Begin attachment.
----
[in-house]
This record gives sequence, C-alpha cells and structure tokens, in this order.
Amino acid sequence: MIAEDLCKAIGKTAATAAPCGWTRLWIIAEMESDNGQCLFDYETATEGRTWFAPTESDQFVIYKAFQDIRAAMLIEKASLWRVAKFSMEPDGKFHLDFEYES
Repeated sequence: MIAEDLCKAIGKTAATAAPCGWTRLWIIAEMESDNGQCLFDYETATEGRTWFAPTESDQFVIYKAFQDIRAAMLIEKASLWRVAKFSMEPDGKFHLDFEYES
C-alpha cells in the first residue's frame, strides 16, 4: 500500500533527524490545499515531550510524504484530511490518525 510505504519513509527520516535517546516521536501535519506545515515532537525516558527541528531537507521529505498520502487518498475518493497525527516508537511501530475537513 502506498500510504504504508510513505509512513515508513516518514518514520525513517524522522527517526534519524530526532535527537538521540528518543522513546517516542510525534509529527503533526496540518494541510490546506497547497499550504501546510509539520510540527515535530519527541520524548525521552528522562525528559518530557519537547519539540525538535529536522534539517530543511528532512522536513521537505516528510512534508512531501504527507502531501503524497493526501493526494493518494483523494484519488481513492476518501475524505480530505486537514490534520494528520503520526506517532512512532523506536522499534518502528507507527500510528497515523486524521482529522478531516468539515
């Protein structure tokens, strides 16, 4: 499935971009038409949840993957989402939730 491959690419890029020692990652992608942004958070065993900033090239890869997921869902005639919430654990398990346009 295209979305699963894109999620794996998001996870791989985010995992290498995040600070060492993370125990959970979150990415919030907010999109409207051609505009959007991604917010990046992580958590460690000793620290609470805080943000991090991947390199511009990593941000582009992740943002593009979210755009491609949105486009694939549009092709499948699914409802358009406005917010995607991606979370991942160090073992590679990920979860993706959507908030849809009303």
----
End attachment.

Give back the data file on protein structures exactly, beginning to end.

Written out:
[in-house]
This record gives sequence, C-alpha cells and structure tokens, in this order.
Amino acid sequence: MIAEDLCKAIGKTAATAAPCGWTRLWIIAEMESDNGQCLFDYETATEGRTWFAPTESDQFVIYKAFQDIRAAMLIEKASLWRVAKFSMEPDGKFHLDFEYES
Repeated sequence: MIAEDLCKAIGKTAATAAPCGWTRLWIIAEMESDNGQCLFDYETATEGRTWFAPTESDQFVIYKAFQDIRAAMLIEKASLWRVAKFSMEPDGKFHLDFEYES
C-alpha cells in the first residue's frame, strides 16, 4: 500500500533527524490545499515531550510524504484530511490518525 510505504519513509527520516535517546516521536501535519506545515515532537525516558527541528531537507521529505498520502487518498475518493497525527516508537511501530475537513 502506498500510504504504508510513505509512513515508513516518514518514520525513517524522522527517526534519524530526532535527537538521540528518543522513546517516542510525534509529527503533526496540518494541510490546506497547497499550504501546510509539520510540527515535530519527541520524548525521552528522562525528559518530557519537547519539540525538535529536522534539517530543511528532512522536513521537505516528510512534508512531501504527507502531501503524497493526501493526494493518494483523494484519488481513492476518501475524505480530505486537514490534520494528520503520526506517532512512532523506536522499534518502528507507527500510528497515523486524521482529522478531516468539515
């Protein structure tokens, strides 16, 4: 499935971009038409949840993957989402939730 491959690419890029020692990652992608942004958070065993900033090239890869997921869902005639919430654990398990346009 295209979305699963894109999620794996998001996870791989985010995992290498995040600070060492993370125990959970979150990415919030907010999109409207051609505009959007991604917010990046992580958590460690000793620290609470805080943000991090991947390199511009990593941000582009992740943002593009979210755009491609949105486009694939549009092709499948699914409802358009406005917010995607991606979370991942160090073992590679990920979860993706959507908030849809009303």